Rick Hull

Location

Copacabana A

Rating ( vote)

If we are to believe the technology hype cycle, we are entering a new era of “cognitive computing", enabled by dramatic advances in natural language processing (NLP) , machine learning, and artificial intelligence more broadly. These advances, combined with evolutionary progress over recent years in areas such as knowledge representation and extraction, automated planning, software-as-a-service, user experience technologies, and crowd-sourcing, have the potential to transform many industries. How will these technologies impact Business Processes (BPs), and more broadly, the entire ecosystem that surrounds BPs in enterprise environments?

This technology shift leads us to re-imagine the traditional notion of a process in both front- and back-office scenarios, opening a new family of opportunities for transforming the BP ecosystem, and indeed, the very ways that business operations are conducted. We need to rethink how processes are defined, learned, enabled, enacted and automated, and we can challenge the traditional design-deploy-monitor-improve cycle of BPM. The talk will focus on two primary areas of transformation. First, the very shape of “Knowledge-intensive Processes (KiP's)" will transform because of both (a) automated capabilities to ingest, absorb, reason about and apply vast amounts of human knowledge currently locked into text (and other) kinds of documents, and (b) new styles of human-human and human-machine collaborations that take into account goals, actor intentions, and the knowledge that is being worked on. Second, cognitive computing will enable a new generation of capabilities for automatic learning and enactment of a broad variety of BPs. These range from (i) back-office support processes that are still highly manual, to (ii) project-management-intensive processes and KiPs (often conducted through conversations among people), and finally to (iii) highly open-ended activities that are supporting strategic, design- and decision-centric processes. There are early initiatives in both academia and industry to develop abstractions, approaches and systems that embody aspects of the transformation enabled by always-on cognitive computing. But a fundamental understanding of this shift will require a new research framing of the business process ecosystem.If we are to believe the technology hype cycle, we are entering a new era of “cognitive computing", enabled by dramatic advances in natural language processing (NLP) , machine learning, and artificial intelligence more broadly.These advances, combined with evolutionary progress over recent years in areas such as knowledge representation and extraction, automated planning, software-as-a-service, user experience technologies, and crowd-sourcing, have the potential to transform many industries.How will these technologies impact Business Processes (BPs), and more broadly, the entire ecosystem that surrounds BPs in enterprise environments?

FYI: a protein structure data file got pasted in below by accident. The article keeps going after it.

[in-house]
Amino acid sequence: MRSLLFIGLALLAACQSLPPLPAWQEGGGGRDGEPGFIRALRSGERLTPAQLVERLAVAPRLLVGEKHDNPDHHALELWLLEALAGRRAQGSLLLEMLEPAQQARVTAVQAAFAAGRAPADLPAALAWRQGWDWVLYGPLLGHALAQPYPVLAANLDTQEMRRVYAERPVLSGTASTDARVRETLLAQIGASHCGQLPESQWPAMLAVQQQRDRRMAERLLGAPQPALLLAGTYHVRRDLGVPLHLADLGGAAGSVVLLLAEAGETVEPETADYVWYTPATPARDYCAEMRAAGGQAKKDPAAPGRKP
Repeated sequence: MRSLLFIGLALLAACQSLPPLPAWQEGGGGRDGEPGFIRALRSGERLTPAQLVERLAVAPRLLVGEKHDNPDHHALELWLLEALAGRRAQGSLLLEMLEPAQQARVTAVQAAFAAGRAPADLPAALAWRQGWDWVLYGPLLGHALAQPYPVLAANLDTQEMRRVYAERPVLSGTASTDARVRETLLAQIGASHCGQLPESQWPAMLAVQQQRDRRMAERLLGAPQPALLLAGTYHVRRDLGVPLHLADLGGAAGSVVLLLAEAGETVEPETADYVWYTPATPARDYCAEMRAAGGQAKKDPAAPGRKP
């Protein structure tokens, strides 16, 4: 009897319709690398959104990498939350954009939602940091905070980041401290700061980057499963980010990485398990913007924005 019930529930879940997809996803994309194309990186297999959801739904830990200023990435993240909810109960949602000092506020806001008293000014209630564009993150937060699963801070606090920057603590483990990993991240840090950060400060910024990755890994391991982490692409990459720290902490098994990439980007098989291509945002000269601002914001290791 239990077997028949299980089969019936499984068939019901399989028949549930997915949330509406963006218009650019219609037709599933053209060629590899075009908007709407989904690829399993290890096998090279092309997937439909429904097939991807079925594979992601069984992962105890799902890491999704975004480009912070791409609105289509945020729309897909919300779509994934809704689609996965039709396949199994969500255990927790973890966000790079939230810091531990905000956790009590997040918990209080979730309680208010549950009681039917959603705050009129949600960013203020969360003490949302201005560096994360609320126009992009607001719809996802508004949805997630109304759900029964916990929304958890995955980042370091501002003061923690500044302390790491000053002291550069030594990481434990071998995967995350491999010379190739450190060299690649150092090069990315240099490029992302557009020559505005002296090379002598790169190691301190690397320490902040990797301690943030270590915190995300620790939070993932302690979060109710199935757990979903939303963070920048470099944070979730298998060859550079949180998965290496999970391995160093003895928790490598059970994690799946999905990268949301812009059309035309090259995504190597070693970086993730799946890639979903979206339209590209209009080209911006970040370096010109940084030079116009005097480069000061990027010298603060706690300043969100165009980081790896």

This technology shift leads us to re-imagine the traditional notion of a process in both front- and back-office scenarios, opening a new family of opportunities for transforming the BP ecosystem, and indeed, the very ways that business operations are conducted.We need to rethink how processes are defined, learned, enabled, enacted and automated, and we can challenge the traditional design-deploy-monitor-improve cycle of BPM.The talk will focus on two primary areas of transformation.First, the very shape of “Knowledge-intensive Processes (KiP's)" will transform because of both (a) automated capabilities to ingest, absorb, reason about and apply vast amounts of human knowledge currently locked into text (and other) kinds of documents, and (b) new styles of human-human and human-machine collaborations that take into account goals, actor intentions, and the knowledge that is being worked on.Second, cognitive computing will enable a new generation of capabilities for automatic learning and enactment of a broad variety of BPs. These range from (i) back-office support processes that are still highly manual, to (ii) project-management-intensive processes and KiPs (often conducted through conversations among people), and finally to (iii) highly open-ended activities that are supporting strategic, design- and decision-centric processes. There are early initiatives in both academia and industry to develop abstractions, approaches and systems that embody aspects of the transformation enabled by always-on cognitive computing. But a fundamental understanding of this shift will require a new research framing of the business process ecosystem.